Mildred decided that she wanted to be buried alive. The grave was shaped to her body, but just before getting in she had second thoughts and for one awful moment considered the possibility that she was making a big mistake. Nonetheless she lay down with her arms folded on her breast and closed her eyes, thinking she would hold her breath. Some dirt fell on her face, which she found annoying, so she brushed it away, though realizing that the earth would soon be coming down on her in great heaps. Stanley and Edgar stood above her, leaning on their shovels. “Are you ready?” Stanley said. “Go ahead,” Mildred replied. She was as ready as she was ever going to be.
Stanley threw in the first shovelful and it fell over her body quite lightly so she barely felt it. Then Edgar threw in a shovelful that landed on her leg with a kind of thud. Clearly they were staying away from her face and head, being somewhat squeamish, she imagined. They picked up the pace a little and soon the lower part of her body was covered. This wasn’t the effect she had wanted. She had imagined the earth in her mouth and her nostrils. As it was she didn’t even have to hold her breath.
“Are you sure about this?” Stanley said.
It was now or never. If she hesitated she wouldn’t be able to go through with it. She tried to spread the earth around a little so that it would come up at least to her neck and she would feel it burying her. “Go ahead,” she said again, and now she felt it flying into her face and it was the way she had imagined it, less and less of her face being exposed and then the point of her nose sticking out and then the total darkness as she held her breath and another shovelful coming down with another thud and she was under now, buried alive.
“Let’s get her out,” Edgar said.
“This is what she wants,” Stanley said.
“It’s crazy,” Edgar said.
They stood there staring down at the grave as though they had all the time in the world. Edgar thought he saw the earth move. “She’s trying to get out,” he said.
“How do you know?”
“The ground’s moving.”
“No it isn’t.”
Then Edgar had an idea. He stuck the handle of the shovel down into the burial mound, right about where her hands would be. “Let’s see what happens,” he said. But nothing happened. “You see,” Stanley said. “She knows what she’s doing.”
“We could get in trouble for this,” Edgar said.
“We killed her. That’s murder.”
“Not if she wanted it.”
“Are you sure?”
“That’s the law,” Stanley said.
“Do you think she’s dead already?”
“I don’t know.”
They stared at the grave for a while longer and still nothing moved. She was probably less than a foot down because they’d gotten tired of digging soon enough as when they buried a cat or dog and left the grave as shallow as they reasonably could, so Stanley thought there might be some air getting through, maybe into a little pocket above her head, and in that case she might stay alive for days, which he kind of hoped would be the case.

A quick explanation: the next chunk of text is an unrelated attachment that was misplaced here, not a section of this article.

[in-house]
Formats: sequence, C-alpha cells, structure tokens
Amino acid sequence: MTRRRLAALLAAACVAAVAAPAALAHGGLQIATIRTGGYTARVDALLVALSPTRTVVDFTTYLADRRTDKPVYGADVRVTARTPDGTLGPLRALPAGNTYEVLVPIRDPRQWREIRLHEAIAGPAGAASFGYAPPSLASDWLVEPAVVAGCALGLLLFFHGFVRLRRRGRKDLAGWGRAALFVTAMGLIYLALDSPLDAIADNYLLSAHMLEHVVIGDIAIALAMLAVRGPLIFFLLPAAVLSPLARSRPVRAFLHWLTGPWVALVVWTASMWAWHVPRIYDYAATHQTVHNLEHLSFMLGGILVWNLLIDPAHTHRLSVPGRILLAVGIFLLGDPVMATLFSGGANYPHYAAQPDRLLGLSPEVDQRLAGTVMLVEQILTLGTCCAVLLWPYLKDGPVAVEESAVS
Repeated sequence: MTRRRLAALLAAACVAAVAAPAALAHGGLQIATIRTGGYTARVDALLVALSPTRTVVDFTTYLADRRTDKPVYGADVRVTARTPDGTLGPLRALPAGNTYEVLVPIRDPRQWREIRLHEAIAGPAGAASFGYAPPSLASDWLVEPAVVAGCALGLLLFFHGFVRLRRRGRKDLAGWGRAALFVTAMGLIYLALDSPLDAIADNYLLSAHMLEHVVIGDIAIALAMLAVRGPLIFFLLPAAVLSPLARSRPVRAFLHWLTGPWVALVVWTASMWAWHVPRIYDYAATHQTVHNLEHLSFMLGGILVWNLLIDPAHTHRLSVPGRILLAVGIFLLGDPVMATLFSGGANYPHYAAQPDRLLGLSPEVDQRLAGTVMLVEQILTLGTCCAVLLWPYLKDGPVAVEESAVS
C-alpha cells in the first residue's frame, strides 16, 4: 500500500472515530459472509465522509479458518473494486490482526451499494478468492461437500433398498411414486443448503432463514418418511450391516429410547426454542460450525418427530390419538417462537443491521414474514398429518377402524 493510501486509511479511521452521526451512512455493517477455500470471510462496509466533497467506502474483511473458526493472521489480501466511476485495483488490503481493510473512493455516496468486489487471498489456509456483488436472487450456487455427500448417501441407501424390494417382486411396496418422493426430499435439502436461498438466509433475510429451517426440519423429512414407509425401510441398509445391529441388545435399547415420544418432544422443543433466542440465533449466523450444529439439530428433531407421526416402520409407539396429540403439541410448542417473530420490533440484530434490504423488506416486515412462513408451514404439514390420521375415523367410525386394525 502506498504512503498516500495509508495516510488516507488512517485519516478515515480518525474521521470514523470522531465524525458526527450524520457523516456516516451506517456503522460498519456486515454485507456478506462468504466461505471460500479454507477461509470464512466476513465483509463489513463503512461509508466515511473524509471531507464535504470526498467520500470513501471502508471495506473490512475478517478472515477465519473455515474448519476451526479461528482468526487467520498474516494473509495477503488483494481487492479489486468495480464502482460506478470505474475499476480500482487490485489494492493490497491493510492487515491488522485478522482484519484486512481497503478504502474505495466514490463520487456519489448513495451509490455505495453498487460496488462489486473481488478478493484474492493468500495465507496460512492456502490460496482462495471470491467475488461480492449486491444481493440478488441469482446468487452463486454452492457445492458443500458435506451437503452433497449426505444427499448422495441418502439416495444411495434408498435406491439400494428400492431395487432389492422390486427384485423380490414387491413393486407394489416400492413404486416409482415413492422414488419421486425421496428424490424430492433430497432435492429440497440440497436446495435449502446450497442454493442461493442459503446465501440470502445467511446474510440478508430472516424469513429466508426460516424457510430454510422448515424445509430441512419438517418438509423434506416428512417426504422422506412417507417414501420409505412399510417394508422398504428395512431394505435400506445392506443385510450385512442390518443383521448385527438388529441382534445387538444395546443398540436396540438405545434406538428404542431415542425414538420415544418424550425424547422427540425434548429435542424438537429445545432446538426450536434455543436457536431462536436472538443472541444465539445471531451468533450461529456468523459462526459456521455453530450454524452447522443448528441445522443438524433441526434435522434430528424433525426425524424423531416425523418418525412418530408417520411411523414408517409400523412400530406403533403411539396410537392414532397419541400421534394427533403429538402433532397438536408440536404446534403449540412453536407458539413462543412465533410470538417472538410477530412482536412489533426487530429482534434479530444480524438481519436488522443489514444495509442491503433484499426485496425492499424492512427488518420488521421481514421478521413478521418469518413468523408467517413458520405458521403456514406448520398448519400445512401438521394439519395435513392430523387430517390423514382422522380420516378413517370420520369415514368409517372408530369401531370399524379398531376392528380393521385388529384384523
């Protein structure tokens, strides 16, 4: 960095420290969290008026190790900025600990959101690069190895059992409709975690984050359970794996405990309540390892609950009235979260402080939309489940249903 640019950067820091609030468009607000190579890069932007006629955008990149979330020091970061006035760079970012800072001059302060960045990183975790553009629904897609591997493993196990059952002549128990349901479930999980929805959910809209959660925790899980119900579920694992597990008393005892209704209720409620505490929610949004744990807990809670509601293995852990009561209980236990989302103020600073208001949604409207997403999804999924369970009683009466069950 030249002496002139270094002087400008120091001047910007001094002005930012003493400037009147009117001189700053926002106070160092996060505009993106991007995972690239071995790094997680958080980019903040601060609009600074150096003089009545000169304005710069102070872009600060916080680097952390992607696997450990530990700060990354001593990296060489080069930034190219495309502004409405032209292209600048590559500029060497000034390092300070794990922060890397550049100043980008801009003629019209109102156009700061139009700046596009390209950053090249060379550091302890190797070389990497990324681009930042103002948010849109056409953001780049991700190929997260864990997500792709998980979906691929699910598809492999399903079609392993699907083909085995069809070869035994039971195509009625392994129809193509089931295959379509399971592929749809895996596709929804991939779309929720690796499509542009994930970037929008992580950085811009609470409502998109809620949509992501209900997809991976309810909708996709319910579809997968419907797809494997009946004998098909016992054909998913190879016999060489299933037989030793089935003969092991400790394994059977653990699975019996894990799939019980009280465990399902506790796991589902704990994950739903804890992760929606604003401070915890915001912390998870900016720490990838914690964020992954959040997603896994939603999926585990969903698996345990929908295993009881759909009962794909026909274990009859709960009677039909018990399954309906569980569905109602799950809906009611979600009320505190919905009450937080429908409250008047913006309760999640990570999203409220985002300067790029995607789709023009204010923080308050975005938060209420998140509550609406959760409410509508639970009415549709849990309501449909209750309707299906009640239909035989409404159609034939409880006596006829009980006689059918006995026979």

“Let’s check,” Edgar said.
“Let’s uncover her face a little.”
They kneeled down and started scooping out the earth in small, unhurried handfuls. Then they saw her as though she was sleeping peacefully, without a sign of life.
Edgar said, “Mildred! Mildred! Do you hear me?”
She did not reply. Edgar touched her face. It was neither warm nor cold. They scooped out some more earth and then Edgar put his ear to her chest and Stanley looked for her pulse. “I think she’s breathing,” Edgar said. He shook her once or twice but she didn’t move.
“She doesn’t have a pulse,” Stanley said.
“What are we supposed to do?” Edgar said.
“Let’s cover her up again.”
“Are you crazy?”
“We can’t just leave her like this.”
“What if she’s alive?”
“We better tell someone.”
“Then we’ll really be in trouble.”
After they buried her again they went away. An hour passed, and then another. Mildred lay very still, not breathing, just waiting. She saw some pictures in her head and watched them for a while. Being dead wasn’t really what she’d thought it would be. She just had to lie there and wait as long as it took. Soon, she was sure, they’d come down to take her away.
Fred Skolnik is the editor in chief of the recently published 22-volume second edition of the Encyclopaedia Judaica, winner of the 2007 Dartmouth Medal. He was born in New York and has lived in Israel since 1963, working mostly as an editor and translator.